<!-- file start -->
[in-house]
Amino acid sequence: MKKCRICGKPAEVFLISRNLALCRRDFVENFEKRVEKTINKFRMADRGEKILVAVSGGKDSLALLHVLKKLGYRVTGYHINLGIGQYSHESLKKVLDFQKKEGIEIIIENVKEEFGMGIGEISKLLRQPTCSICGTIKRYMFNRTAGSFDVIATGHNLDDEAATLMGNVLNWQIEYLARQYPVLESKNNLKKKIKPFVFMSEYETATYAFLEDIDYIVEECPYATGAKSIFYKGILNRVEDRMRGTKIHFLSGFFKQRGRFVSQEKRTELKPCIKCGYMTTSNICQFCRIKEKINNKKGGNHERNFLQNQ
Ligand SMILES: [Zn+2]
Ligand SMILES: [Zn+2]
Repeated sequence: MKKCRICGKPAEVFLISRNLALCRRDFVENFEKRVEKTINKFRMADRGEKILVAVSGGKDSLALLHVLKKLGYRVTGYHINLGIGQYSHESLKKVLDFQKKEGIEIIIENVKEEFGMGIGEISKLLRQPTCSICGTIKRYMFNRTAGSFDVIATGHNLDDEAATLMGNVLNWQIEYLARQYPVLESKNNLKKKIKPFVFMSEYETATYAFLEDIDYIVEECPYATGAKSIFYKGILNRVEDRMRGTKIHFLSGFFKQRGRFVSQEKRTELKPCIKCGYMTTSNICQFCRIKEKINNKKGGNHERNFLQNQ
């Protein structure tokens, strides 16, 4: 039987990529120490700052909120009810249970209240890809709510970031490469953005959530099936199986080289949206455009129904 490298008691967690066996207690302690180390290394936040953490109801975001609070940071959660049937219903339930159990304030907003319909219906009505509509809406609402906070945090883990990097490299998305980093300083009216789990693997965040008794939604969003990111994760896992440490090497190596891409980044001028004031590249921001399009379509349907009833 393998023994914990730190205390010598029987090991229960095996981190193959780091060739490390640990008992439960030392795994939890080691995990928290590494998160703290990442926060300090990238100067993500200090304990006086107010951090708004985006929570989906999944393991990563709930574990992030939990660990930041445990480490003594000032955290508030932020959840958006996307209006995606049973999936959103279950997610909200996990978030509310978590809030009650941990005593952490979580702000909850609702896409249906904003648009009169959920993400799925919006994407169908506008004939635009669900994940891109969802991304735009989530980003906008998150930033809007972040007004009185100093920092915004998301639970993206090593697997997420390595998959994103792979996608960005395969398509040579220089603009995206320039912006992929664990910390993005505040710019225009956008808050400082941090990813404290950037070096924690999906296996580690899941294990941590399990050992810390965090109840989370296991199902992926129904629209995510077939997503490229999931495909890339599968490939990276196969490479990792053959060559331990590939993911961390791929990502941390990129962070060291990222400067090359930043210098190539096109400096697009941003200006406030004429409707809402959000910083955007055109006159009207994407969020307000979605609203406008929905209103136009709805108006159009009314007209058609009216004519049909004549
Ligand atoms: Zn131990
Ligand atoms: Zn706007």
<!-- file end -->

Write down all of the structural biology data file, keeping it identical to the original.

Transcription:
[in-house]
Amino acid sequence: MKKCRICGKPAEVFLISRNLALCRRDFVENFEKRVEKTINKFRMADRGEKILVAVSGGKDSLALLHVLKKLGYRVTGYHINLGIGQYSHESLKKVLDFQKKEGIEIIIENVKEEFGMGIGEISKLLRQPTCSICGTIKRYMFNRTAGSFDVIATGHNLDDEAATLMGNVLNWQIEYLARQYPVLESKNNLKKKIKPFVFMSEYETATYAFLEDIDYIVEECPYATGAKSIFYKGILNRVEDRMRGTKIHFLSGFFKQRGRFVSQEKRTELKPCIKCGYMTTSNICQFCRIKEKINNKKGGNHERNFLQNQ
Ligand SMILES: [Zn+2]
Ligand SMILES: [Zn+2]
Repeated sequence: MKKCRICGKPAEVFLISRNLALCRRDFVENFEKRVEKTINKFRMADRGEKILVAVSGGKDSLALLHVLKKLGYRVTGYHINLGIGQYSHESLKKVLDFQKKEGIEIIIENVKEEFGMGIGEISKLLRQPTCSICGTIKRYMFNRTAGSFDVIATGHNLDDEAATLMGNVLNWQIEYLARQYPVLESKNNLKKKIKPFVFMSEYETATYAFLEDIDYIVEECPYATGAKSIFYKGILNRVEDRMRGTKIHFLSGFFKQRGRFVSQEKRTELKPCIKCGYMTTSNICQFCRIKEKINNKKGGNHERNFLQNQ
């Protein structure tokens, strides 16, 4: 039987990529120490700052909120009810249970209240890809709510970031490469953005959530099936199986080289949206455009129904 490298008691967690066996207690302690180390290394936040953490109801975001609070940071959660049937219903339930159990304030907003319909219906009505509509809406609402906070945090883990990097490299998305980093300083009216789990693997965040008794939604969003990111994760896992440490090497190596891409980044001028004031590249921001399009379509349907009833 393998023994914990730190205390010598029987090991229960095996981190193959780091060739490390640990008992439960030392795994939890080691995990928290590494998160703290990442926060300090990238100067993500200090304990006086107010951090708004985006929570989906999944393991990563709930574990992030939990660990930041445990480490003594000032955290508030932020959840958006996307209006995606049973999936959103279950997610909200996990978030509310978590809030009650941990005593952490979580702000909850609702896409249906904003648009009169959920993400799925919006994407169908506008004939635009669900994940891109969802991304735009989530980003906008998150930033809007972040007004009185100093920092915004998301639970993206090593697997997420390595998959994103792979996608960005395969398509040579220089603009995206320039912006992929664990910390993005505040710019225009956008808050400082941090990813404290950037070096924690999906296996580690899941294990941590399990050992810390965090109840989370296991199902992926129904629209995510077939997503490229999931495909890339599968490939990276196969490479990792053959060559331990590939993911961390791929990502941390990129962070060291990222400067090359930043210098190539096109400096697009941003200006406030004429409707809402959000910083955007055109006159009207994407969020307000979605609203406008929905209103136009709805108006159009009314007209058609009216004519049909004549
Ligand atoms: Zn131990
Ligand atoms: Zn706007």